These points and also the refinement stage will be discussed in details. Particular problems encountered in this series of structure determinations will be reviewed briefly.

(1) A. Le Bail, H. Duroy and J.L. Fourquet, Mat. res. Bull. 23 (1988) 447-452.
(2) P. Amoros, D. Beltran-Porter, A. Le Bail, G. Ferey and G. Villeneuve, Eur. J. Solid State Inorg. Chem. 25 (1988) 599-607.
(3) Y. Laligant, A. Le Bail, G. Ferey, D. Avignant and J.C. Cousseins, Eur. J. Solid State Inorg. Chem. 25 (1988) 551-563.
(4) A. Le Bail, G. Ferey, P. Amoros and D. Beltran-Porter, Eur. J. Solid State Inorg. Chem. 26 (1989) 419-426.
(5) A. Le Bail, G. Ferey, P. Amoros, D. Beltran-Porter and G. Villeneuve, J. Solid State Chem. 79 (1989) 169-176.
(6) J.L. Fourquet, A. Le Bail, H. Duroy and M.C. Moron, Eur. J. Solid State Inorg. Chem. 26 (1989) 435-443.
(7) A. Le Bail, J. Solid State Chem. 83 (1989) 267-271.
(8) M.A. Lafontaine, A. Le Bail and G. Ferey, J. Solid State Chem.85 (1990) 220-227.
(9) A. Le Bail, G. Ferey, A.M. Mercier, A. de Kozak and M. Samouel, J. Solid State Chem. 89 (1990) 282-291.
(10) A. Le Bail and M.-A. Lafontaine, Eur. J. Solid State Inorg. Chem. 27 (1990) 671-680.

Powder Diffraction
Satellite Meeting of the XVth Congress of the International Union of Crystallography
Toulouse, France, July 16-19, 1990
Abstracts, pages 99-100.

See also

Full text of the conference and slides

Ab-initio structure determination from powder data has been practiced now for more than 13 years. The first and well known published works are those of Werner and co-workers in 1977.
Slide 1
It is difficult to define what exactly a "non-trivial structure" is, if we put arbitrarily a limit at 10 refined atomic coordinates, then the total number of such "non-trivial structures" determined up to now from powder data is between 30 and 40: very small. However, the interest for this subject is such that numerous reviews and general papers have been already published. My speech will have inevitably some common aspects with these reviews.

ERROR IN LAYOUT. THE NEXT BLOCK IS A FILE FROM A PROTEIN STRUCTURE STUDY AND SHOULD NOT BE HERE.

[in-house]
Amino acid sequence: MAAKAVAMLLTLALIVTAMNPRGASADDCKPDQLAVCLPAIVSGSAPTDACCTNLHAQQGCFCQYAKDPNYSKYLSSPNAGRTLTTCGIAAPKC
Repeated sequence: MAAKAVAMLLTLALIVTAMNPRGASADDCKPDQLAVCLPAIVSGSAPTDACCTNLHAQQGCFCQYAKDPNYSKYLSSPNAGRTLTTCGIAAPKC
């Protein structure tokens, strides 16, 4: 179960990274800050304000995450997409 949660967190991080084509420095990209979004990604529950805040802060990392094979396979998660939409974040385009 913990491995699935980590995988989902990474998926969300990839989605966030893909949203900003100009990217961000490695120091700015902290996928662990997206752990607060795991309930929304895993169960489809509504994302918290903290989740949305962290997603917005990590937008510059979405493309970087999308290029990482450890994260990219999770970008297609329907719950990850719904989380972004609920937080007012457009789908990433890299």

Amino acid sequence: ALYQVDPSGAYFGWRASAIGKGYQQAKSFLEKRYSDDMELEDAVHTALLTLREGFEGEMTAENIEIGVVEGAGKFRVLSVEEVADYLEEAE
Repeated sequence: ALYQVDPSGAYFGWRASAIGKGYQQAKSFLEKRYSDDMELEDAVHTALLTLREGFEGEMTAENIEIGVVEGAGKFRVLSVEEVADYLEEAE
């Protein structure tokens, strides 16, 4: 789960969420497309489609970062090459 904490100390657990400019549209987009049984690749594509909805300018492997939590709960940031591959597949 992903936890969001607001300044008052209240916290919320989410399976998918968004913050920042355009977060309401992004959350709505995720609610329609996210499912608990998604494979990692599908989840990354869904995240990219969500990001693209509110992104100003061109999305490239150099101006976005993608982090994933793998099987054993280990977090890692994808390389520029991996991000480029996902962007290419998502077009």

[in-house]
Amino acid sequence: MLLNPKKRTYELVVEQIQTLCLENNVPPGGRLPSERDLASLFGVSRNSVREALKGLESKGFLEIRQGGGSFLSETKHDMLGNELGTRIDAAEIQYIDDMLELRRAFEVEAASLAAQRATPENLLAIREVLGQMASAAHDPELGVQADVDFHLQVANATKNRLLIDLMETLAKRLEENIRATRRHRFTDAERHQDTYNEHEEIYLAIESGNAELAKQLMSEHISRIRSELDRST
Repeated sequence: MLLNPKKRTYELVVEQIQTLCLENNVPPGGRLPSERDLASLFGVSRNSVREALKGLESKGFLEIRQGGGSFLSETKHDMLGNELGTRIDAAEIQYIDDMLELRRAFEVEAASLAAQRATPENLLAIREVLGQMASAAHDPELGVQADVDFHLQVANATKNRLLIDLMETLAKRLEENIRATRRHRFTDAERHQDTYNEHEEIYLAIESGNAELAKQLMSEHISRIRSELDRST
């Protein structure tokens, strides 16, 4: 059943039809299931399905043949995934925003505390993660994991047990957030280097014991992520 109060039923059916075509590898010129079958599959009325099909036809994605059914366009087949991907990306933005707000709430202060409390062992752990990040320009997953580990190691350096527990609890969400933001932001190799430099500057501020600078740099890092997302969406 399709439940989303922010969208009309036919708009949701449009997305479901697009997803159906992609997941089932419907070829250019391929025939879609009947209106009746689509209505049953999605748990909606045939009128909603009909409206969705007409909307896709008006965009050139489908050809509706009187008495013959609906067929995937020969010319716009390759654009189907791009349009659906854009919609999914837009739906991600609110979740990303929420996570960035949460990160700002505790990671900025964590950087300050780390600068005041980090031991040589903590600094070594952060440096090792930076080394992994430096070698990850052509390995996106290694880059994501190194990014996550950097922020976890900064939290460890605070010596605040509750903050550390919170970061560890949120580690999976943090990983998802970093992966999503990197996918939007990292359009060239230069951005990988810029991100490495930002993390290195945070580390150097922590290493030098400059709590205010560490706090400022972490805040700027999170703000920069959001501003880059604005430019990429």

As you can see from this histogram, it seems that a second start began in 1984 or 1986. Two reasons are generally given to explain this second start:
The first reason is : Improvements in the applicability of the Rietveld method to X-ray diffraction due to the use of more adapted profile shapes than the pure Gaussian or Lorentzian shapes. This consideration implies that structure determination was expected to be easier from X-ray data than from Neutron data by the use of the so-called "heavy atom method".
The second reason is the advent of a new generation of high-resolution powder diffractometers at the Rutherford-Appleton Laboratory, ILL Grenoble and the Brookhaven National Light Source.
In fact, the examination of 30 published cases shows that 80% of the structure determination from powder data were made by using standard in-laboratory X-ray diffractometer and that an increasing number is obtained from the direct methods. This is to some extent in contradiction with the two previous considerations.
Probably, the main reason which could explain the increasing number of applications is that more and more potential users are convinced that structures can be determined from powder data and refined to a reasonable accuracy.